Pond project at Northwood park back on

BRADNER — A deal to take dirt out of a Northwood park to make a pond is back on — only with a different
company.
At Thursday’s Wood County Park District Board meeting, held at the Bradner Interpretive Center, Director
Neil Munger said he was approached by Kokosing Construction, a Columbus-based company, about taking the
fill dirt from the area, leaving a pond for the J.C. Reuthinger Memorial
Preserve
.
The work can begin as soon as a parking lot design is complete, showing the parameters, Munger said.
The project will also include installing a traffic light, making it easier for vehicles to come in and
out of Reuthinger.
There is no price on the project yet, he said, but money from the Ohio Department of Transportation will
be used toward the signal.
“It’s not going to be a cheap project,” Munger said.
Creating a pond, which would be used for fishing and kayaking, is part of the board’s long-range plan for
Reuthinger. The plan had been to create a 6.5-acre pond, north of the greenhouse and existing building.

“One of the things that we get the most questions about is fishing ponds,” Munger said after the meeting.
“This is going to be an answer to that.”
There will be a shallow area in the back of the pond that will be used for kayak lessons. There will also
be a kayak launch and canoes and rowboats will be able to use the pond.
“Where the field is now, it’s going to be pond and parking lot,” Munger said.
The board had made a similar deal last year with E.S. Wagner, Toledo, on the condition that the company
win a bid on a large Ohio Department of Transportation Interstate 75 project. It did not get the
contract.
Munger on Thursday said there was a year clause in the E.S. Wagner contract. Kokosing had known about it
and a representative contacted him 365 days to the expiration date to do the new pond deal.
There is a two-year guarantee on the pond with Kokosing.
The board unanimously approved the project. Board member Dennis Parish was absent.
The four members attending and Munger were spread out in the interpretive center, practicing “social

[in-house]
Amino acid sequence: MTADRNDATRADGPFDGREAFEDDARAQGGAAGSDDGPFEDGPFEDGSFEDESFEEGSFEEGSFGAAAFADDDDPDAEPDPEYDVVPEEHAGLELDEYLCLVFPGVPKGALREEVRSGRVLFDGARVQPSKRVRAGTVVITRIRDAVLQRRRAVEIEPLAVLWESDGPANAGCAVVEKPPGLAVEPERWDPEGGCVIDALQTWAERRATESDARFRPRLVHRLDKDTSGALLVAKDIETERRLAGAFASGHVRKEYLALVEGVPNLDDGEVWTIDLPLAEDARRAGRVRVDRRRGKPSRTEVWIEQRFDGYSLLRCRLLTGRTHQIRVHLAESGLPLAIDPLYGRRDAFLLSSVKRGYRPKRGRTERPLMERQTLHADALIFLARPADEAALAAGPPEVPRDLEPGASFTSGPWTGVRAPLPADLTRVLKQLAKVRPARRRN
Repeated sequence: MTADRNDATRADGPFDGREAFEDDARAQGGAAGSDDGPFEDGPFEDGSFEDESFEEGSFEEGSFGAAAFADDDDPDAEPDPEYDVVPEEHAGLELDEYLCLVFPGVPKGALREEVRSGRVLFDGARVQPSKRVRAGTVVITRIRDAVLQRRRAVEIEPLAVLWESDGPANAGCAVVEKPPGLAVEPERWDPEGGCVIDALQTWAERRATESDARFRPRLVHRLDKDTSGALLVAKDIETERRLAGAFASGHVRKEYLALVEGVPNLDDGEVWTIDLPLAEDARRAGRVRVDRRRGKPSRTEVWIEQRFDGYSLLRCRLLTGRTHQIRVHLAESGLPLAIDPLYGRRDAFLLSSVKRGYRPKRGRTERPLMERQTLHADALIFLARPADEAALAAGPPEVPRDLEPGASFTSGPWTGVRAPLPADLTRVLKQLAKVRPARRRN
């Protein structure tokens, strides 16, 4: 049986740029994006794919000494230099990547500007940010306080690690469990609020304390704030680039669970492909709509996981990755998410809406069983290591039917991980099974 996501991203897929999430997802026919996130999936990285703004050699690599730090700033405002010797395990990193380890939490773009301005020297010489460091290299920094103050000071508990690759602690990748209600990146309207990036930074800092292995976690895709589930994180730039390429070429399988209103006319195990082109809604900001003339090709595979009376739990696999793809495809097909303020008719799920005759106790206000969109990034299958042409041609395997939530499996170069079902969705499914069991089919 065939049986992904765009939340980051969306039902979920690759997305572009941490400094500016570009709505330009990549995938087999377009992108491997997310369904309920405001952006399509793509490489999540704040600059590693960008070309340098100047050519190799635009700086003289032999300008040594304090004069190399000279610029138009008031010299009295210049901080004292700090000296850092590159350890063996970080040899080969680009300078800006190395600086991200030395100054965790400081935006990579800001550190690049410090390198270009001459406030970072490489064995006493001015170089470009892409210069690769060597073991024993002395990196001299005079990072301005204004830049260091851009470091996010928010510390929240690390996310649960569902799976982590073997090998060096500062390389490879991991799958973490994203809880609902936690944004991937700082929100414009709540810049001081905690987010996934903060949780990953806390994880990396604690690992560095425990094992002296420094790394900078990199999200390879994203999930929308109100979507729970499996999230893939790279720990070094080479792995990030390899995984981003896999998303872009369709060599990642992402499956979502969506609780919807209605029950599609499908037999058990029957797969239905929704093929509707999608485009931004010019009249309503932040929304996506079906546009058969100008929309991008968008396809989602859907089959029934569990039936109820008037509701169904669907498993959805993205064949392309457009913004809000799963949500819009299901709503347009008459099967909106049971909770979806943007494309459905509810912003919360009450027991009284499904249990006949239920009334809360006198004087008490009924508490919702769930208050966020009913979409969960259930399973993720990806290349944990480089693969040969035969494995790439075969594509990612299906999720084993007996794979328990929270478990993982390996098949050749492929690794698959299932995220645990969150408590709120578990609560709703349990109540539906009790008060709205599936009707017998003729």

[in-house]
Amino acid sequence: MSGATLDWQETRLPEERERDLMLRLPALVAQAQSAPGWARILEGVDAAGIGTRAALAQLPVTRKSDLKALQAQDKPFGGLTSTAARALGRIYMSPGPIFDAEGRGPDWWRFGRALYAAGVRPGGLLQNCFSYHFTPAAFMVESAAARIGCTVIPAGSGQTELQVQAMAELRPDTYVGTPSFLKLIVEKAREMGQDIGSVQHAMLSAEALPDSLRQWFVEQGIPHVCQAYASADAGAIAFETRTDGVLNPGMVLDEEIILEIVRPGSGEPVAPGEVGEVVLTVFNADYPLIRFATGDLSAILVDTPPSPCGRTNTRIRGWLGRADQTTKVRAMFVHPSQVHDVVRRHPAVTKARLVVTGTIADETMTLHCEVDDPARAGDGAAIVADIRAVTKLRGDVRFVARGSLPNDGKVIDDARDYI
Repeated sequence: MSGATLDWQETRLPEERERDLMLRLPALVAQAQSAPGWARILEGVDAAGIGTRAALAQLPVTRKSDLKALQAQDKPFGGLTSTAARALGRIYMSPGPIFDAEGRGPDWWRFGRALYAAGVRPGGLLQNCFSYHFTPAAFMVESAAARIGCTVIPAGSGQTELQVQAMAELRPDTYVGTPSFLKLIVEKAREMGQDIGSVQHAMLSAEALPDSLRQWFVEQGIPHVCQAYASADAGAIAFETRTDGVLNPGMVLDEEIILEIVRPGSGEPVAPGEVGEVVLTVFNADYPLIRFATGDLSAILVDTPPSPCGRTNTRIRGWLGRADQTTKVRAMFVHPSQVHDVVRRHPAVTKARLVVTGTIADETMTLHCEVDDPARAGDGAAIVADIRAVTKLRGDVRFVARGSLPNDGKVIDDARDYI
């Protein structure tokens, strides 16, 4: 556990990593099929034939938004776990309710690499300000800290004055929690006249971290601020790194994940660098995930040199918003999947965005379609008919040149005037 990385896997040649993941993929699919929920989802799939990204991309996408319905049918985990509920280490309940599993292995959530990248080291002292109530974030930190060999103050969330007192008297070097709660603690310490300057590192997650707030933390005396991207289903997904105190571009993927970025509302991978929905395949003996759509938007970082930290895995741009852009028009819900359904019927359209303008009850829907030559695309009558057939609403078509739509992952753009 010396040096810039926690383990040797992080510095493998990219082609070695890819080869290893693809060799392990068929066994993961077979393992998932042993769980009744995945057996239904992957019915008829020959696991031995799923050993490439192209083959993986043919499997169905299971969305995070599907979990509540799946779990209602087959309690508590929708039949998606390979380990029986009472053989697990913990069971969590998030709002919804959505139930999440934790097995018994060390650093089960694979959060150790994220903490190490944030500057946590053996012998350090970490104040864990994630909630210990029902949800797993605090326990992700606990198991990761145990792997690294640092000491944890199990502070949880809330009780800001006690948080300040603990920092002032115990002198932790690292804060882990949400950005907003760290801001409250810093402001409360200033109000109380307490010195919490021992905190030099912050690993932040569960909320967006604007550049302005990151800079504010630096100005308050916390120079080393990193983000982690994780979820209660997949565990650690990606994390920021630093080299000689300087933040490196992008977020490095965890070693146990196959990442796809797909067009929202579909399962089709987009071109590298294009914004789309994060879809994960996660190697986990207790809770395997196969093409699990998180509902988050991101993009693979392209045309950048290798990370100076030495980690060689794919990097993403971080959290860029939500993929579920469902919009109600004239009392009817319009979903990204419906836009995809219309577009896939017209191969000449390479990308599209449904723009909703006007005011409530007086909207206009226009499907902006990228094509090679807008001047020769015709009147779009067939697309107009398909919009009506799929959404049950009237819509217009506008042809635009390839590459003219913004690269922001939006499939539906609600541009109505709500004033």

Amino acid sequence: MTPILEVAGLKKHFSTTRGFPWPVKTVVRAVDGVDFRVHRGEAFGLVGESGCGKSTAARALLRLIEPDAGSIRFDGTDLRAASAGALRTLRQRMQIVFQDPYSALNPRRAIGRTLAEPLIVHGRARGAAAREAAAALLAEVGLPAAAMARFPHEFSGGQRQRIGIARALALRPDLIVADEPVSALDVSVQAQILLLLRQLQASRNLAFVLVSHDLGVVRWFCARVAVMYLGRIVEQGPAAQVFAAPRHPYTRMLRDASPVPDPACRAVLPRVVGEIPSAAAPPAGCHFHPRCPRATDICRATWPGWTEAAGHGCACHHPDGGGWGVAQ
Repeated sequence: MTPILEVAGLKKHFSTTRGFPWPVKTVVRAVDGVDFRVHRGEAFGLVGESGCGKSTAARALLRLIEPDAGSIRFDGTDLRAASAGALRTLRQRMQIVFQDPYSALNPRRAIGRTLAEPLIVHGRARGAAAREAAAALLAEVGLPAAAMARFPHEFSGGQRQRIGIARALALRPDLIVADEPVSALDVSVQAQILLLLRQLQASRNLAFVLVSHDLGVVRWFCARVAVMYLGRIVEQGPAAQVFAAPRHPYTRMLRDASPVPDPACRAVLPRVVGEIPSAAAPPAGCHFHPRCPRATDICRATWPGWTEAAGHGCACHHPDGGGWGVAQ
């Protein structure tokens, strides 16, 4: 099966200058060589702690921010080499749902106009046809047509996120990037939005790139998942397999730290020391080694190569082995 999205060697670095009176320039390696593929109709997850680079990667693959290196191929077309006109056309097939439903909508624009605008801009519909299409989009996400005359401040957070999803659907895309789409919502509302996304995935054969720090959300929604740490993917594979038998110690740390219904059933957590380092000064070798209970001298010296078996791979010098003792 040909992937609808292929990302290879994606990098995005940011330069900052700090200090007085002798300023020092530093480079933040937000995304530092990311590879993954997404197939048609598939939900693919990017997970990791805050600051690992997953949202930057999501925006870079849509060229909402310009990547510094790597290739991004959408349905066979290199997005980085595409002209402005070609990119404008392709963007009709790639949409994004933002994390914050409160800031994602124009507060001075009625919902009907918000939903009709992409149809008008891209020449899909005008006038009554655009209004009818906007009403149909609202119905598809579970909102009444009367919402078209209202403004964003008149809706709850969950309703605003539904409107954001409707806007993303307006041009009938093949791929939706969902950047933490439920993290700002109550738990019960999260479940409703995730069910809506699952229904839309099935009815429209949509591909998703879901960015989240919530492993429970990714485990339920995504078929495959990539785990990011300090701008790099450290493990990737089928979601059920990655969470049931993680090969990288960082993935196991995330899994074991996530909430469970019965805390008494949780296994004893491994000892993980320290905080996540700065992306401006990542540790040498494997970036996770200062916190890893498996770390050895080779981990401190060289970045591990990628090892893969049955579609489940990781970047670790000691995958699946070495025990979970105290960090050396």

distancing” due to coronavirus concerns. There were two reporters, also seated far apart from each other
and the board.
Also at the meeting, the board:
• Canceled the April meeting, due to coronavirus concerns. All park programs and rentals have canceled
through May 18.
• Approved a memorandum of understanding to bring a Portage River Water Trail to William Henry Harrison
Park in Pemberville. It will go to the mouth of Lake Erie, Munger said.
• Approved buying a mulcher attachment from Ohio Cat for $39,418. This will go with a piece of equipment
that the board purchased last year.
• Authorized the staff to purchase a used mini-excavater, not to exceed $35,000.
• Gave TEV Roofing LLC, Bowling Green, the roof contract for the Harrison park building. They had the
lowest bid of $8,960 for asphalt shingles.
• Voted to buy 23 aluminum tables for W.W. Knight Preserve in Perrysburg for $8,530.
• Approved spending $11,998 for seeding at the 26-acre, new addition at Harrison park. Half of the cost
is being funded through a Clean Ohio grant. The large farm field there will be planted as a natural
prairie. The seed, which includes specifics for hummingbirds and butterflies, will be bought from Ohio
Prairie Nursery. “We know it’s good seed and it’s right for our area,” Munger said.
• Decided to spend $8,736 for North River Workshop, Pemberville, to make and install new doors at the
Zimmerman School. The board had a lot of discussion about the purchase before approving it. Board
members Sandy Wiechman and Kim Rose said they were concerned about the high cost.
The new doors were needed because the old ones, which are around 40 years old and made from pine, are
being eaten by raccoons or insects. The purchase was approved, with Rose abstaining.
“One thing we want to remember,” said board member Bill Cameron, “is these are custom doors. … With the
historic school, I just feel it’s really important to keep it authentic.”
“We need to have them as authentic as we can, we need to do that,” Wiechman said. “I get it.”
• Voted to approved the $5,000 purchase of a 1938 antique tractor. It will be used at events and at
Carter Historic Farm.
• Approved the final change order for Sawyer Quarry Preserve, for $197 for carpet by the children’s
climbing wall. The new interpretive center should be open later this spring.